by Global Commissioner, Sir Richard Branson, from Virgin blog.
As a member of the Global Commission on Drug Policy, I’ve long advocated for fundamental reform to end the failed global war on drugs, a monstrosity of ill intentions, poor judgement and bad policy that has cost hundreds of thousands of lives and billions in taxpayer money. The result: a global trade in illegal drugs entirely controlled by criminal organisations, and a world awash in a greater drug supply than ever before.
Few issues highlight the need for reform better than the frustrating debate on the use of medical cannabis. For millions living with chronic disease and often excruciating pain, having access to cannabis products can mean the difference between daily, debilitating suffering and reclaiming some control over their lives.
Many of us know stories of HIV/AIDS patients regaining their appetite thanks to cannabis products. Others report that medical cannabis has reduced the nausea and vomiting that often come with chemotherapy or other forms of treatment.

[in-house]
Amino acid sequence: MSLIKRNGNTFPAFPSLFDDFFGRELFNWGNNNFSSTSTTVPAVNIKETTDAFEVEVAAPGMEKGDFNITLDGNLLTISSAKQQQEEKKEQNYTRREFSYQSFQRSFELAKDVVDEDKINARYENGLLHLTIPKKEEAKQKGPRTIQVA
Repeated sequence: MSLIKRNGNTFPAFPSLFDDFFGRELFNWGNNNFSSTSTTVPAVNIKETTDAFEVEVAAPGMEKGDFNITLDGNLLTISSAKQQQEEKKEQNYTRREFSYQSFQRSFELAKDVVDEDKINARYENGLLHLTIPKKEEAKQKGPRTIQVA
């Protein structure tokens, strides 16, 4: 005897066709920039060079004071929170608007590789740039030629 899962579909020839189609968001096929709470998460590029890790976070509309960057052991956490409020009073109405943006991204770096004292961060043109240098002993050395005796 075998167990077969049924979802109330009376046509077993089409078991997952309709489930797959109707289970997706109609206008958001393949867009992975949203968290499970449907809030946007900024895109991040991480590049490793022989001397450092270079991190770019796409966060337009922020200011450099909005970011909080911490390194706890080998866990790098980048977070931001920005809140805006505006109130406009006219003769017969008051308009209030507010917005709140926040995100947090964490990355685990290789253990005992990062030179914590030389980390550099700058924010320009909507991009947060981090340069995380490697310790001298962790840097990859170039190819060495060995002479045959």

More recently, I tweeted in support of six-year-old Alfie Dingley from Kenilworth in Warwickshire, whose epilepsy causes debilitating bouts of seizures, often in clusters of dozens over a short period of time. Alfie and his family found that cannabis oil, which is illegal in the UK, dramatically reduces these seizures and bring some quality of life to this little boy who probably wants nothing more than what every six-year-old deserves: be out and about, play with his mates, have a normal childhood.
Alfie’s family had to take him to Holland to get the benefit of medical cannabis as it is illegal here. As well as having to cope with Alfie’s distressing illness, they are now having to fight an intense campaign to persuade the UK Home Office to issue the special licence that would allow him to use the medical cannabis at home in the UK. On Tuesday 20th March they have secured a room in parliament and have invited every MP, including all the Westminster Party leaders, to meet Alfie face to face. Then they will present a 350,000 signature petition to 10 Downing Street. But should any family in this situation have to fight against the odds like this? This is a caring family demanding access to a medicine and they shouldn’t have to break the law to get it; drug use – both medicinal and recreational – shouldn’t be a matter of criminal justice, but a matter of public health.